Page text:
|Publication number||US6956982 B1|
|Application number||US 09/693,803|
|Publication date||Oct 18, 2005|
|Filing date||Oct 20, 2000|
|Priority date||Apr 20, 1998|
|Also published as||EP1082603A1, WO1999054714A1|
|Publication number||09693803, 693803, US 6956982 B1, US 6956982B1, US-B1-6956982, US6956982 B1, US6956982B1|
|Inventors||René Gerrit Heideman, Paul Vincent Lambeck, Gerrit Jan Veldhuis|
|Original Assignee||Universiteit Twente|
|Export Citation||BiBTeX, EndNote, RefMan|
|Patent Citations (16), Non-Patent Citations (2), Referenced by (5), Classifications (15), Legal Events (4)|
|External Links: USPTO, USPTO Assignment, Espacenet|
This application claims priority and is a continuation of International Application No. PCT/NL99/00222, filed Apr. 16, 1999, which claims priority of Netherlands Patent Application No. 1008934, filed Apr. 20, 1998.
1. Field of the Invention
The invention relates to integrated optical lightguide devices and more particularly to optical waveguide sensors, modulators and spectrophotometers.
2. Description of the Related Art
Integrated optical sensors are known from an article entitled “Fabrication and Packaging of Integrated Chemico-Optical Sensors” by R. G. Heideman et al., published in Sensors and Actuators, volume B 35–36, 1996, pp. 234–240. Besides sensors and actuators in a general sense, the article describes in particular a Mach-Zehnder interferometer including a deposited film, which is sensitive to air humidity. The article furthermore describes an embodiment wherein an optical fiber for light supply is integrated in the Mach-Zehnder sensor.
Generally, such a device is much too complicated for practical applications and also relatively costly, and in some cases it is sensitive to interfering parameters or to small deviations between intended and realised local refractive index profiles.
The operation of known integrated optical sensors and actuators, such as the Mach-Zehnder interferometer, is usually based on a phase change of the light being used, induced by a controlling parameter (actuator) or a parameter to be measured (sensor). This imposes restrictions as to the type of light sources to be used. For the lightguide structures to be used this means that transitions to and from elements in the optical structure will have to be provided very gradually in the direction of light propagation, resulting in relatively long structures.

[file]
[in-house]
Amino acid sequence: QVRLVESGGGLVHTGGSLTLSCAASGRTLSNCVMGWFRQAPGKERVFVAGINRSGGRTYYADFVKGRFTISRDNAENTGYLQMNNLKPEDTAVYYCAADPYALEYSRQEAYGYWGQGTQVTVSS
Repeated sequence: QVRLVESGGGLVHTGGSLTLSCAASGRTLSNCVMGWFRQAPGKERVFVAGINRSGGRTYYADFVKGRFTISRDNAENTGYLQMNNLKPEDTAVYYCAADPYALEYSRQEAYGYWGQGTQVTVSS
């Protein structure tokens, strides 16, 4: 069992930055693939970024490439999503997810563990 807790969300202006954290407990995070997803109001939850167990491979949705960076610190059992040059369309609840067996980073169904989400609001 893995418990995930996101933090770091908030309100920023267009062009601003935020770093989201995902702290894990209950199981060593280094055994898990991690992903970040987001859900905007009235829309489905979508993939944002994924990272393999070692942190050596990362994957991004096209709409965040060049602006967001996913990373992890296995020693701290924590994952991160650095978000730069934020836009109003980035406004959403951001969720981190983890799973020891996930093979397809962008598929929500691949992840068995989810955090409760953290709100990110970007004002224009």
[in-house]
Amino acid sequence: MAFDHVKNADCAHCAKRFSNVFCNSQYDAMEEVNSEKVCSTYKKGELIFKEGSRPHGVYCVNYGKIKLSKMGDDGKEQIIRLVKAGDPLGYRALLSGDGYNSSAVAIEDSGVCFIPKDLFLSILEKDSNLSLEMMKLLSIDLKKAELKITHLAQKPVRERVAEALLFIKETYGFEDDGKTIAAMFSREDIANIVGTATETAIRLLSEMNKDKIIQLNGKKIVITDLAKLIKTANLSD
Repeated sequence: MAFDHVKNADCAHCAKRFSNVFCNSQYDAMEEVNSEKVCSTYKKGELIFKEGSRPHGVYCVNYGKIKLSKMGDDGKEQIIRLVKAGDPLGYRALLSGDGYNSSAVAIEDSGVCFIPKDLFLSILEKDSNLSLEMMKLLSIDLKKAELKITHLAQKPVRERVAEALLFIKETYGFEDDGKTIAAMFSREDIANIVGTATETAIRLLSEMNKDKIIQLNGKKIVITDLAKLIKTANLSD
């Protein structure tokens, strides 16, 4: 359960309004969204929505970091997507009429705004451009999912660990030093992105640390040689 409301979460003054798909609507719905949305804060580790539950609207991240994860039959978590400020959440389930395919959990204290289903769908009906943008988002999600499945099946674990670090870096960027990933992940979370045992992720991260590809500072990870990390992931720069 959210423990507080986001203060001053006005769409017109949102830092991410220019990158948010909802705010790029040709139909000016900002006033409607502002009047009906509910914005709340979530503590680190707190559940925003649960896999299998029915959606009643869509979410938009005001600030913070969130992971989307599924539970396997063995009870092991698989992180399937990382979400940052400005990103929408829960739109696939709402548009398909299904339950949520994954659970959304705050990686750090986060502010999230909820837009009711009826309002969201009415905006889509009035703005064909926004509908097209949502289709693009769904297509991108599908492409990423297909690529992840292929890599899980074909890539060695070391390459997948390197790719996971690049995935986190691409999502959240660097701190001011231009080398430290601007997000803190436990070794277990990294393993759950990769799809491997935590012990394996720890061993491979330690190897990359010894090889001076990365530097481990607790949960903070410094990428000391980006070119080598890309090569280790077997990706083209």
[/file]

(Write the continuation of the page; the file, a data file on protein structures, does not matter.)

U.S. Pat. No. 4,913,519 (corresponding to WO 8908273) also discloses an optical sensor structure wherein an optical fiber is covered with a periodic, interrupted cladding layer in such a manner that a parameter to be detected, a change from water to ice and from ice to water, causes the sensor operation to switch between an “off” condition where there is no light transmission when water is present and an “on” condition where light is transmitted when the water changes to ice. This patent illustrates the use of segments of identical length which are periodically spaced, but is otherwise very limited in application.
The object of the invention is to obviate the above drawbacks. The object is accomplished by an integrated optical lightguide device of the kind mentioned in the introduction in which a material is incorporated where the value of the refractive index depends on an external physical or chemical parameter. The device is divided in a light propagation direction into a series of several types of segments each having different specific refractive index distributions. The segments may take a variety of different shapes, sizes and spacings and may be in the form of sensor material filled recesses or altered cladding regions. The segmentation may relate to a slab-type lightguide as well as to a channel-type lightguide. This optical lightguide device can, for example, be used as a sensor, as an intensity modulator and as a spectrophotometer.
The invention is essentially based on the knowledge that when a guided light beam passes through a boundary surface between two light-transmitting segments having different refractive index profiles, the portion of the light that is transmitted by the boundary surface as a guided beam within the light-transmitting structure and the light that is radiated is determined by the difference in the refractive indices of the two light-transmitting parts and of differences in guided mode field profiles. When a change in the value of an external physical or chemical parameter directly or indirectly causes the refractive indices on either side of the boundary surface to change, the consequent changes in the effective refractive indices and the mode field profiles will produce a change in the amounts of light reflected on the boundary surface, in the light beams transmitted by the boundary surface as guided modes, as well as in the light emitted on the boundary surface in the form of radiating modes. Thus, the change in the amount of light transmitted as a guided light beam is determined by and constitutes a measure of the change in the external parameter. Instead of the light transmission, the amount or the distribution of the light converted into radiating modes and/or the amount of reflected light may function as a measure of the change in the external parameter. Essential in this respect is the fact that the intended effect does not depend on the degree of coherence of the light being used, and consequently it is possible to use inexpensive, non-coherent light sources, such as light emitting diodes (LEDs), fluorescent lamps, halogen lamps, Xenon lamps, etc., as a light source instead of relatively expensive gas lasers, solid matter lasers and/or laser diodes.